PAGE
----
Open OS movement becomes stronger as Symbian joins the fray

25 Jun

After the LiMo (Linux Mobile) Foundation and the Open Handset Aliance (Android), we have yet another consortium that hopes to make a difference in the mobile industry by going open source. Biggies like Nokia, Motorola, Sony Ericsson and NTT DoCoMo have joined hands to form the Symbian foundation to develop a new open source mobile operating system. Under the agreement, Nokia will acquire Symbian completely while Motorola and Sony Ericsson will contribute technology from UIQ, a company that the handset vendors jointly hold. NTT DoCoMo will contribute technology from its MOAP(S) or the (Mobile Oriented Application Platform) that it employs on its range of Symbian phones.

Eventually, the Symbian Foundation will come out with a unified platform that borrows the best technologies from all the foundation members. The success of the Symbian Foundation will be critical to global market leader, Nokia, which is facing a severe threat from Apple’s iPhone and expects further erosion of its market share once device based on Google’s Android operating system start shipping later this year or early next year.

Another founding member of the alliance, Sony Ericsson, is also finding it difficult to counter the iPhone with its current Symbian UIQ platform. Earlier this year, the handset vendor announced its plans to sell a high-end device based on Microsoft’s Windows Mobile operating system and is expected to hit the shelves in the fourth quarter of this year. Relying solely on Windows Mobile would hurt Sony Ericsson as it has to pay a royalty to Microsoft for every Windows Mobile device it ships.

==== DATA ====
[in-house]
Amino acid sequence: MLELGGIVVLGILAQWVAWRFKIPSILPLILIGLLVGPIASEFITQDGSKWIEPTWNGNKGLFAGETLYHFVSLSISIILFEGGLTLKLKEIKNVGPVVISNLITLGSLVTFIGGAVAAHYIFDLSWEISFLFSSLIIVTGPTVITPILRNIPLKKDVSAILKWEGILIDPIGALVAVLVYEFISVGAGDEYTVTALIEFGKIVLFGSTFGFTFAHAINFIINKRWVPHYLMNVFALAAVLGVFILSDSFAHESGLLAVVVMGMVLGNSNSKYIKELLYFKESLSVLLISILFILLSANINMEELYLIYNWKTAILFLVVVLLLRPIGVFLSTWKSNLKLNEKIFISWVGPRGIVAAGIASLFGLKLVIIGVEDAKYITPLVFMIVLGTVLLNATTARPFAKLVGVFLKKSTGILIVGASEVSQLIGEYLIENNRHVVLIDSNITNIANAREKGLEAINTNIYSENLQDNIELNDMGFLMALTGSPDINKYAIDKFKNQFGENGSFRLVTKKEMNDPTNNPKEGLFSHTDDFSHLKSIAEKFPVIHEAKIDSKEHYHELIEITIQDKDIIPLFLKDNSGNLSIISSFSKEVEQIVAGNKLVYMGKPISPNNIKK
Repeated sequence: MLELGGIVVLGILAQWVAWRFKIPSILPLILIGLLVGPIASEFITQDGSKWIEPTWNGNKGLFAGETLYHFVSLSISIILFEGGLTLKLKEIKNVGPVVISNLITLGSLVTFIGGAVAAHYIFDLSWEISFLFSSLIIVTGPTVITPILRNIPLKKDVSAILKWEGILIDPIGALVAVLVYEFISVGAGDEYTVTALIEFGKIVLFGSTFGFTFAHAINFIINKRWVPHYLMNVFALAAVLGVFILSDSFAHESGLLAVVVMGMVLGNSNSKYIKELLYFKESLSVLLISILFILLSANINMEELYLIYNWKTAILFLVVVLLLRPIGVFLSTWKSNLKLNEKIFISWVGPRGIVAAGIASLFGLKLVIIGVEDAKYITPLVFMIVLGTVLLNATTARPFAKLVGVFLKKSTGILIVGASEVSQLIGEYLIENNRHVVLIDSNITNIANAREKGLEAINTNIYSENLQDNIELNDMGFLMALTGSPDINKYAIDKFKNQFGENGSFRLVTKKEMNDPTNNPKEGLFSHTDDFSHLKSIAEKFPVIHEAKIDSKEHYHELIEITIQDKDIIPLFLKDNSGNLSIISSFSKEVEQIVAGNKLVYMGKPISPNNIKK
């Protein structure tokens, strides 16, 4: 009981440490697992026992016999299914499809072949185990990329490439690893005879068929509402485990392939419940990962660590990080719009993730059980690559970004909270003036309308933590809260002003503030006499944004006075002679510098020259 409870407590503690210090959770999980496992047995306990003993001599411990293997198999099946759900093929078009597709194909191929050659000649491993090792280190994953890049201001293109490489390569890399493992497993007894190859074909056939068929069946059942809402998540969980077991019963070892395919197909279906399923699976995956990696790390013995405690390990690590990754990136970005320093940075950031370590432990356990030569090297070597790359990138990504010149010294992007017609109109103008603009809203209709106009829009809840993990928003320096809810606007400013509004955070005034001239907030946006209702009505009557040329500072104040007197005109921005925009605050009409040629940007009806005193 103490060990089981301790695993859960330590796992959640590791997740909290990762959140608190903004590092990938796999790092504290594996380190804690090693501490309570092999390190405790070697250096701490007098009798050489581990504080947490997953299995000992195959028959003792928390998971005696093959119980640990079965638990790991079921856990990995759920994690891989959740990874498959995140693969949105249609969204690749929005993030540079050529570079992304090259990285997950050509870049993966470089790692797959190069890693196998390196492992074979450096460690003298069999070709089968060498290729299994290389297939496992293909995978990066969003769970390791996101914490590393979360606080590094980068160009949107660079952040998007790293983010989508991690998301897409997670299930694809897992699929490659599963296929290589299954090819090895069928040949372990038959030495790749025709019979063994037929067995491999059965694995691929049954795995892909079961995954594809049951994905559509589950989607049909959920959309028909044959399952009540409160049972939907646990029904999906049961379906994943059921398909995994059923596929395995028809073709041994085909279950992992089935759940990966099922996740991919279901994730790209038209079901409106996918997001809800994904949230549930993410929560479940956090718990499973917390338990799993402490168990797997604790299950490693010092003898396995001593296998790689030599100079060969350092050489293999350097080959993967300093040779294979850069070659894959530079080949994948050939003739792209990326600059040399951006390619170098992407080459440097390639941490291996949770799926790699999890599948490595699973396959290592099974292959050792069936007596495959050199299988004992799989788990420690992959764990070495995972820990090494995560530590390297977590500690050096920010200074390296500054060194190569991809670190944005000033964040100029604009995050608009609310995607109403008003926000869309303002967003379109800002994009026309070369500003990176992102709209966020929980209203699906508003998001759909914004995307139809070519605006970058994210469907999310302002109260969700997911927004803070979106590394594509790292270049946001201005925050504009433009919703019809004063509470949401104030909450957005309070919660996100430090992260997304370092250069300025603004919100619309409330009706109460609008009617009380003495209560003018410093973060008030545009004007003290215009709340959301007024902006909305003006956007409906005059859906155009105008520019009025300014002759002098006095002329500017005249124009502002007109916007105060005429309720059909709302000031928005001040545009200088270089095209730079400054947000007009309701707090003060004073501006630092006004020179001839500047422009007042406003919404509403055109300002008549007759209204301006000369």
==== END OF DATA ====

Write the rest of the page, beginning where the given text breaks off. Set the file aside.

Industry sources reveal that handset vendors have to pay Microsoft royalties in the range of US$30 to $40 for every device shipped. This cost is eventually passed on to the end consumer. However, if the Symbian Foundation is able to deliver a high-class mobile operating system platform, a vendor like Sony Ericsson will be able to do away with such royalty by using the new Symbian-based operating system than Microsoft’s Windows Mobile.

Having said that, we are yet to see any path breaking phones arising from such alliances. While the LIMO Foundation does have a few products, none have been best sellers. As far as Android goes, reports in the media indicate delays in the implementation of the operating system on handsets. Meanwhile, Microsoft continues to gain traction with handset vendors for implementing its Windows Mobile platform. This year, Microsoft hopes to ship as many as 300,000 Windows Mobile devices in India alone, with brands like Asus, HTC, LG, MWg and Samsung.

The real test for these operating system alliances will be next year, when, hopefully, consumers will be able to see commercial handsets running on these ‘open’ operating systems.

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